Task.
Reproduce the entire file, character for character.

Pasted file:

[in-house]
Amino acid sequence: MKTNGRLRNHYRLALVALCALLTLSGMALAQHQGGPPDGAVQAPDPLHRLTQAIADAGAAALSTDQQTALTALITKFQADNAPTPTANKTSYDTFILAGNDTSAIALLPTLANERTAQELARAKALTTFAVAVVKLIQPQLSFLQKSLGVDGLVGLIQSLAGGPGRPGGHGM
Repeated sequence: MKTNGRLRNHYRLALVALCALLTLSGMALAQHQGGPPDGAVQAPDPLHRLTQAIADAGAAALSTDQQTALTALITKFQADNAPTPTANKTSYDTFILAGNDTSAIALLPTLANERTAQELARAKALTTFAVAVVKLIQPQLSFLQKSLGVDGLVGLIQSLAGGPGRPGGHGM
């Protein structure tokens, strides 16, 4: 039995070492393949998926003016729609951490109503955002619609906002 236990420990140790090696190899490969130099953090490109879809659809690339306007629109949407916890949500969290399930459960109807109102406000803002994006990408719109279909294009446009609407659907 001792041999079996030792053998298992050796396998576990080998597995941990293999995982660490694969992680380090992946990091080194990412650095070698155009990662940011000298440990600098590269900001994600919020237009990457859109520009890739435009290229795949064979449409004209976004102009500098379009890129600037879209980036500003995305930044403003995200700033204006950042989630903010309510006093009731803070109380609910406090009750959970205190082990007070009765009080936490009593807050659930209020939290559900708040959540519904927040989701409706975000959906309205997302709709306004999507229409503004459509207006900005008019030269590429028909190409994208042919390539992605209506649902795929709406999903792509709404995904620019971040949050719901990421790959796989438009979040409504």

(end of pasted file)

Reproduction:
[in-house]
Amino acid sequence: MKTNGRLRNHYRLALVALCALLTLSGMALAQHQGGPPDGAVQAPDPLHRLTQAIADAGAAALSTDQQTALTALITKFQADNAPTPTANKTSYDTFILAGNDTSAIALLPTLANERTAQELARAKALTTFAVAVVKLIQPQLSFLQKSLGVDGLVGLIQSLAGGPGRPGGHGM
Repeated sequence: MKTNGRLRNHYRLALVALCALLTLSGMALAQHQGGPPDGAVQAPDPLHRLTQAIADAGAAALSTDQQTALTALITKFQADNAPTPTANKTSYDTFILAGNDTSAIALLPTLANERTAQELARAKALTTFAVAVVKLIQPQLSFLQKSLGVDGLVGLIQSLAGGPGRPGGHGM
């Protein structure tokens, strides 16, 4: 039995070492393949998926003016729609951490109503955002619609906002 236990420990140790090696190899490969130099953090490109879809659809690339306007629109949407916890949500969290399930459960109807109102406000803002994006990408719109279909294009446009609407659907 001792041999079996030792053998298992050796396998576990080998597995941990293999995982660490694969992680380090992946990091080194990412650095070698155009990662940011000298440990600098590269900001994600919020237009990457859109520009890739435009290229795949064979449409004209976004102009500098379009890129600037879209980036500003995305930044403003995200700033204006950042989630903010309510006093009731803070109380609910406090009750959970205190082990007070009765009080936490009593807050659930209020939290559900708040959540519904927040989701409706975000959906309205997302709709306004999507229409503004459509207006900005008019030269590429028909190409994208042919390539992605209506649902795929709406999903792509709404995904620019971040949050719901990421790959796989438009979040409504």